Attorney Michael Sussman pleads not guilty in Durham inquiry
Sussman is only the second defendant in Special Counsel John Durham’s two-and-a-half-year investigation that has previously inspired Donald Trump and his supporters to believe the FBI will The investigation into Trump and Russia actions was withdrawn.
But that didn’t happen. Instead, the case brought by Durham, with both misrepresentation charges centered on garbled details of peripheral figures, would not change the main focus of the Russia probe, which ended with the convictions of six Trump advisers, And found that the Trump campaign welcomed and exploited Russia’s 2016 election interference.
Still, Sussman’s allegations have some political resonance, giving the special counsel an opportunity to explain the connection between the Clinton campaign and the FBI’s cybersecurity research work in this week’s charging filing.
Sussman is accused of lying to FBI General Counsel James Baker at a 2016 meeting in which he provided information about data that appeared to link the Trump Organization to Russia’s Alpha Bank. The Justice Department alleges that Baker believed Sussman, as a “good citizen,” carried research papers and data about possible secret communication channels, and Sussman said he did not work for any clients. But the indictment alleges that the lawyer in private practice actually worked for tech industry executives and Trump’s opponent, Clinton’s campaign.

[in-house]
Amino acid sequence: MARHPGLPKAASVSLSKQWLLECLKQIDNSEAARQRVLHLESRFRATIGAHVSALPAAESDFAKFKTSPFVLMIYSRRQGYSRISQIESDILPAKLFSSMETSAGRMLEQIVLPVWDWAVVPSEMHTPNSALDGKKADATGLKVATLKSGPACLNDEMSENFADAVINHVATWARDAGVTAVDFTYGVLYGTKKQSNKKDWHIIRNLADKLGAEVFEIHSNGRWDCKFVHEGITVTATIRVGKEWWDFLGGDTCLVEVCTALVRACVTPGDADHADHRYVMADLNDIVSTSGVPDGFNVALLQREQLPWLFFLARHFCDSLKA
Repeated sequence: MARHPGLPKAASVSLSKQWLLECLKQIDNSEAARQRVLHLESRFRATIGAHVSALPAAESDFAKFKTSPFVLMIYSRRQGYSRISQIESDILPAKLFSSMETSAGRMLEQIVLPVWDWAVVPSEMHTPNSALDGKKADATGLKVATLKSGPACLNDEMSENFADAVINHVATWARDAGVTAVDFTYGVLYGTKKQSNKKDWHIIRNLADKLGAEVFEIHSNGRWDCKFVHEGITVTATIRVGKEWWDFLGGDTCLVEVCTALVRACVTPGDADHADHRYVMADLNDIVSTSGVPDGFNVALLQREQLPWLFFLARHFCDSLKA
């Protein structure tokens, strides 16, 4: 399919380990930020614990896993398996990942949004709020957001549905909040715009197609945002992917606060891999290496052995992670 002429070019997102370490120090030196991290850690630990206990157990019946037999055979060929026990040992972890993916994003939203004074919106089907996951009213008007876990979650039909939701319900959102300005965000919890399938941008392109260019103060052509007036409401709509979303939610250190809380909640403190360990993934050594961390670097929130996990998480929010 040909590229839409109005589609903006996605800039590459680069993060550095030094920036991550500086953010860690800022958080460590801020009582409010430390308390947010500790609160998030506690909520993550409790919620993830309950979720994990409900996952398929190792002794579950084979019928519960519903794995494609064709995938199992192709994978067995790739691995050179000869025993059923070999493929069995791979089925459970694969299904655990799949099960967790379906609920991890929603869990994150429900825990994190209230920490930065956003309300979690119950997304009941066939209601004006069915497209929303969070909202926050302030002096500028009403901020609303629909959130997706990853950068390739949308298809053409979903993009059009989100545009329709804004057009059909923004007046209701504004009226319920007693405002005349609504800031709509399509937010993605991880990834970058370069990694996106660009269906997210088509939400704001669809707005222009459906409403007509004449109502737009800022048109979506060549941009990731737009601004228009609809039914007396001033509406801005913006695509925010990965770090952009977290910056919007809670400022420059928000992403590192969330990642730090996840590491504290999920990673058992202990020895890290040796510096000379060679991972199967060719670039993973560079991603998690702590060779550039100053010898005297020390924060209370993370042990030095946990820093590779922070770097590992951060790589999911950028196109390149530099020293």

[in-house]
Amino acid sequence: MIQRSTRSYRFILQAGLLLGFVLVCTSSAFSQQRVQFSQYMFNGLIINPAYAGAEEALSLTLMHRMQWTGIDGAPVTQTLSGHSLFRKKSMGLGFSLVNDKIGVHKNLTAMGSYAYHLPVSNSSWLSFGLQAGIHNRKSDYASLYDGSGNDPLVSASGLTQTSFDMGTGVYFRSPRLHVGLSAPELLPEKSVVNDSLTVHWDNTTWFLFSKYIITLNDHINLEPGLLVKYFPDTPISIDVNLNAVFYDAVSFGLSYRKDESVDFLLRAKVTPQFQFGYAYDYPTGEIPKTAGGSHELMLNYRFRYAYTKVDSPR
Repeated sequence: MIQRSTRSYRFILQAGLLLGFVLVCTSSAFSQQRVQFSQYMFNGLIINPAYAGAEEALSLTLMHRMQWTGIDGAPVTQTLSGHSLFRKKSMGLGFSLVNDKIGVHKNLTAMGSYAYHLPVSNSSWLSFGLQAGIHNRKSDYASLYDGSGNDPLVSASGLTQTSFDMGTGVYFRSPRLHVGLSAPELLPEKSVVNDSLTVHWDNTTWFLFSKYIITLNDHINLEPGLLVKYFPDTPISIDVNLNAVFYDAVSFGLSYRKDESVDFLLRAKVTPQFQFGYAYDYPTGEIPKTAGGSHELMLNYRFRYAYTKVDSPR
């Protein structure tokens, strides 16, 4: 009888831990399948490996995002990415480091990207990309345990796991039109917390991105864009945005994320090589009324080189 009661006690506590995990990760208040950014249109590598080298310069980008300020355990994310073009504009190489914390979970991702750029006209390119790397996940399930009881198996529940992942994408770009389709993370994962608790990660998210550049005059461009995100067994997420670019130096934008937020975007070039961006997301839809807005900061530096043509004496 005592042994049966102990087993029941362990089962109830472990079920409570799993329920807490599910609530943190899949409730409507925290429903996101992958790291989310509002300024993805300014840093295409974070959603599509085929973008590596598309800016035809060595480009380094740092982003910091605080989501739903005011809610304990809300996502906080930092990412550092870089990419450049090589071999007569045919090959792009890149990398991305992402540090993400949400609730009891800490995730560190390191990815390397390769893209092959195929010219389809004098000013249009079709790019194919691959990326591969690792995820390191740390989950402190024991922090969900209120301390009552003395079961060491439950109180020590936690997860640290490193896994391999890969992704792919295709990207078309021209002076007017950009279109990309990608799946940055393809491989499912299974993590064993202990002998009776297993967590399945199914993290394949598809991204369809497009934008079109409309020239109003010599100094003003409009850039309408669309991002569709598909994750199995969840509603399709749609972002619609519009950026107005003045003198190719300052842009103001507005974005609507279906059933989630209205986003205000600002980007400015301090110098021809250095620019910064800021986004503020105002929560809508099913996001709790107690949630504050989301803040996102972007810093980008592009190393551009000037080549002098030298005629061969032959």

If Sussman admitted that he met with Baker on behalf of a client, the FBI may have taken more steps ahead of the investigation and could have allocated resources differently, prosecutors said.
Sussman has vowed to fight his charges, saying the prosecution was politically motivated. During Friday’s 20-minute court hearing, he stood motionless and answered the judge’s questions with short answers.
A magistrate agreed to release Sussman pending trial, subject to some travel restrictions. His next court appearance is Wednesday before DC District Judge Christopher Cooper, who will oversee his case.
The FBI finally investigated the Trump Organization-Alfa Bank and found “insufficient evidence” of covert communication channels and that a mass-marketing email company had been sending ads for Trump hotels on email servers, prosecutors said Thursday. , which has raised questions from cybersecurity researchers. Suspect.
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